History: Usually once the White House changes hands, the incoming president gets two terms, according to the law of averages. What’s also true is that midway through his second term, the president’s party doesn’t do so well. From all human calculation and the law of averages from U.S. history we have reason to expect gains in 2014 in the Senate. Democrats are far more vulnerable. They are going to have to defend almost twice as many seats as the GOP in the Senate.

Aside from politics, convincing the American people that abortion is wrong is not up to the White House. We have got just as much power in our hands to continue momentum we are making in the minds and hearts of the American people. We have just as much strength there. Reveal abortion to them, using their words, using graphic photos. There is no need to slow down or change any strategies this movement has used for years.

My optimistic view does not necessarily mean that God hasn’t handed us over to some kind of judgment. But it’s a judgment with an escape hatch. We have been judged inasmuch as we have gotten the public officials we’ve insisted on. Yet we still have a lot of good ones, and we don’t have the bad ones forever. His judgment, in other words, is a summons to get to work harder and smarter than ever.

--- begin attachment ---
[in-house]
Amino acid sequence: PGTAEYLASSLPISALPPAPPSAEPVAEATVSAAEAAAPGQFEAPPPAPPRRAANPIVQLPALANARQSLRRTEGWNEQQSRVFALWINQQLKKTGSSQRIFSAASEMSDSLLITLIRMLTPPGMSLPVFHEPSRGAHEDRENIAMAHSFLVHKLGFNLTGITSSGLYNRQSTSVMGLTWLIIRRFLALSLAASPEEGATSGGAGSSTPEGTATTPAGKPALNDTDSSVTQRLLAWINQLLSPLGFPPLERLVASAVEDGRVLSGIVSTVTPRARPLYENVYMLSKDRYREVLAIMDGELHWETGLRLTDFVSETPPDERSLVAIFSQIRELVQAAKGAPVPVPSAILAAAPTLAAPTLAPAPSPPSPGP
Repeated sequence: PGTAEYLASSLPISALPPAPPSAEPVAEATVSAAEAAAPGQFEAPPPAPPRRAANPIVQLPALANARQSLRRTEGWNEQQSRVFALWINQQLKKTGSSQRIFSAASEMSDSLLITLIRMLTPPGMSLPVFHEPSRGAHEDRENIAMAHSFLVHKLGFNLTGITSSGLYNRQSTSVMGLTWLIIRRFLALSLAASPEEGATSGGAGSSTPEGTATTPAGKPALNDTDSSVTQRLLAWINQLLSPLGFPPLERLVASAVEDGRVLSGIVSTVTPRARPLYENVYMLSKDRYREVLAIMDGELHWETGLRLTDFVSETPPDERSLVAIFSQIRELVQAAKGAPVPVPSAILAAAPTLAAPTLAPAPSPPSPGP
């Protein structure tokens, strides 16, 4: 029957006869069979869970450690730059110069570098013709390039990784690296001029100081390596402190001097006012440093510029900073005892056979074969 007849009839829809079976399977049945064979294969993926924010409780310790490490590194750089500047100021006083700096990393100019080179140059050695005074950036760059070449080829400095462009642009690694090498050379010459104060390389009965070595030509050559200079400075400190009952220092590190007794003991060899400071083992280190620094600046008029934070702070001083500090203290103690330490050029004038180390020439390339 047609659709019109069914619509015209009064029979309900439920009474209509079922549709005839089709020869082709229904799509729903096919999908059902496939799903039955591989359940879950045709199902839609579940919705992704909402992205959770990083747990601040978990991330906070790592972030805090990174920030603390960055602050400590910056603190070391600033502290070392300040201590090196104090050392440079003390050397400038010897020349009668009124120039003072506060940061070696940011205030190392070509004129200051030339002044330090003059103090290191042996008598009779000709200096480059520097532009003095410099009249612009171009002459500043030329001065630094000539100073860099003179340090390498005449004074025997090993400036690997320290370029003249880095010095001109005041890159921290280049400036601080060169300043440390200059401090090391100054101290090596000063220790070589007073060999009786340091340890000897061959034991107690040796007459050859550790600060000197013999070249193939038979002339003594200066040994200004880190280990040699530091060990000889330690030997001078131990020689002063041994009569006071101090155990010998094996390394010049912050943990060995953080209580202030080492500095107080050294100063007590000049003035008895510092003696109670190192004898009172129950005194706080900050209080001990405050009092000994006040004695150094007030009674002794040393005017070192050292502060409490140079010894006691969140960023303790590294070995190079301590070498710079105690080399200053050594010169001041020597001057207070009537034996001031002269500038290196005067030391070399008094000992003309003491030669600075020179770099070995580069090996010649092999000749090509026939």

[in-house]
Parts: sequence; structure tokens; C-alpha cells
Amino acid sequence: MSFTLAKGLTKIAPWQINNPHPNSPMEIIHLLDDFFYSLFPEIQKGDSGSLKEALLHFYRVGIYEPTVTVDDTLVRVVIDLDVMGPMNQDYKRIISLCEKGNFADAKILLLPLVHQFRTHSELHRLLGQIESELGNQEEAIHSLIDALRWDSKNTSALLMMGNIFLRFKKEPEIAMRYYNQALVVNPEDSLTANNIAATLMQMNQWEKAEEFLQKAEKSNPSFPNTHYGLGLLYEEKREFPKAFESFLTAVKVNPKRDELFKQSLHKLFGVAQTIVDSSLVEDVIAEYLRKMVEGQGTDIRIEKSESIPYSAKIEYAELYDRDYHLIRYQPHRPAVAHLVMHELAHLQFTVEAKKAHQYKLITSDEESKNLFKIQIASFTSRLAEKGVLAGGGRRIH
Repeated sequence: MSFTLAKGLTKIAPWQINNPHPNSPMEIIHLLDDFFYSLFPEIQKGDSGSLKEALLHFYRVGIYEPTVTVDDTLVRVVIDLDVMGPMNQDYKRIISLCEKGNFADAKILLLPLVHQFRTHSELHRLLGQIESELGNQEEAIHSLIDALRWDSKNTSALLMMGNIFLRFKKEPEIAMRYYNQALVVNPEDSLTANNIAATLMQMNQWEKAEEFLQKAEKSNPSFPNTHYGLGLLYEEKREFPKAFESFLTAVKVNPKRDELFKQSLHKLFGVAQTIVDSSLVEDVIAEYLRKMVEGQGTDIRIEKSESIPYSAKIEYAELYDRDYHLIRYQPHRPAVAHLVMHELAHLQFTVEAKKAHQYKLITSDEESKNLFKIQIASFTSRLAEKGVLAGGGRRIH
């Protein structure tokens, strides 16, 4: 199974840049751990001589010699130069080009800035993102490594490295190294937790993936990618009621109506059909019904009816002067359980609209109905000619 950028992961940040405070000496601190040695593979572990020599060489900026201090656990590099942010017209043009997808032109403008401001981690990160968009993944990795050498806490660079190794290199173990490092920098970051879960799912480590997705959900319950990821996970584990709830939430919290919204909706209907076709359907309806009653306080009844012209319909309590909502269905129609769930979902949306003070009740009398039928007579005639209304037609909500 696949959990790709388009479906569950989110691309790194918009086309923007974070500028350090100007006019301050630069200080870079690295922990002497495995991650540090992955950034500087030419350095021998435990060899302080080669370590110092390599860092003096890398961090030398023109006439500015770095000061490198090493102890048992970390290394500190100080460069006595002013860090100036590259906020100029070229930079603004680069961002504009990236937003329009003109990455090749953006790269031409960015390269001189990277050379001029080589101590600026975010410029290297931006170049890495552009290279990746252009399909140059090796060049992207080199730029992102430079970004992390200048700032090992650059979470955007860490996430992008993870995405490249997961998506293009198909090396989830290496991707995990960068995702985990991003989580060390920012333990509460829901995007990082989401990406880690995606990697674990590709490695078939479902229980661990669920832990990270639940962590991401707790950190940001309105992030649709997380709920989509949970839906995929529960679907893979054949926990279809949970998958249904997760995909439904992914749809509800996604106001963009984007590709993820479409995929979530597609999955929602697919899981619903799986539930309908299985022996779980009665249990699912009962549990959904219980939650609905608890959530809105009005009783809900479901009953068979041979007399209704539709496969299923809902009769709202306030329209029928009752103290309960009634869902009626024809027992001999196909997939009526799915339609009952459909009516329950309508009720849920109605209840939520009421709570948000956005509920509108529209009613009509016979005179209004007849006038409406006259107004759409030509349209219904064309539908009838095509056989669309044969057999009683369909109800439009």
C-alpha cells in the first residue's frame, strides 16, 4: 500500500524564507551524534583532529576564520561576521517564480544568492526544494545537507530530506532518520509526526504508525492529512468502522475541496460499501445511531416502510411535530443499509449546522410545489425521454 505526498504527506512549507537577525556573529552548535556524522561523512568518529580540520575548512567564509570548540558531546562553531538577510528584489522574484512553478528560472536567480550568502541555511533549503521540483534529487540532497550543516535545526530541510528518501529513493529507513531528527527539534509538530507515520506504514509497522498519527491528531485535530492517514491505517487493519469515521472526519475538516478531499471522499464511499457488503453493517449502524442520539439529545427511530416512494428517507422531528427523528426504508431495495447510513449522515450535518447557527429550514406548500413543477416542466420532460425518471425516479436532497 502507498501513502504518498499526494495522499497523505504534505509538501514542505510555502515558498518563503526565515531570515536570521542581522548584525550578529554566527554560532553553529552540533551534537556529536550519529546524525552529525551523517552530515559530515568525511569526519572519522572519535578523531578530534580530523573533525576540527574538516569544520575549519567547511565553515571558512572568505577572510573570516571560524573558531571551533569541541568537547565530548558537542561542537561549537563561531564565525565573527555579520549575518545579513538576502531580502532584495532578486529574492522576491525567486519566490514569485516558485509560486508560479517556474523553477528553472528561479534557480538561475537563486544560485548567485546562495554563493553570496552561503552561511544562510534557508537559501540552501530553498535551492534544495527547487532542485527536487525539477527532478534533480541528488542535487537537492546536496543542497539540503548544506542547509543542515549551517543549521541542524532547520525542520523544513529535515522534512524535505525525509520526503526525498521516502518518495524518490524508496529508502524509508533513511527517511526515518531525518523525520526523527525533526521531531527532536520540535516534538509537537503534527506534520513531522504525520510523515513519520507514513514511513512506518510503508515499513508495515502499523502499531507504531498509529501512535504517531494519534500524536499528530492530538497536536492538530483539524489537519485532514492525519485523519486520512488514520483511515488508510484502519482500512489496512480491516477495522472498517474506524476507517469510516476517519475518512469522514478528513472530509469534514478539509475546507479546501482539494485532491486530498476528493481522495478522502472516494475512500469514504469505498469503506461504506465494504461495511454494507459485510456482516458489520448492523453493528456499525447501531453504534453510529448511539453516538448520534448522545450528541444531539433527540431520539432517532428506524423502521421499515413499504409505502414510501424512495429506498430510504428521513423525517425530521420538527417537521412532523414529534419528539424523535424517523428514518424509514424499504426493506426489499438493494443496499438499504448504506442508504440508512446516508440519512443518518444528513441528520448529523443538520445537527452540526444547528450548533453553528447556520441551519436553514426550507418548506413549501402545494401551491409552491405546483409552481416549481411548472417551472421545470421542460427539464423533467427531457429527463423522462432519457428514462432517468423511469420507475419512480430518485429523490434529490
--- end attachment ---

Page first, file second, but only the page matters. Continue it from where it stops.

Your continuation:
I think even if our country is still center right, Obama and liberals can persuade a lot of people in the next four years to their ideological viewpoint. I read of that happening a lot in the Old Testament, and it often happened quickly. And then there are those aging Supreme Court justices.

That said, I was indeed heartened by FP had to say.

Your thoughts?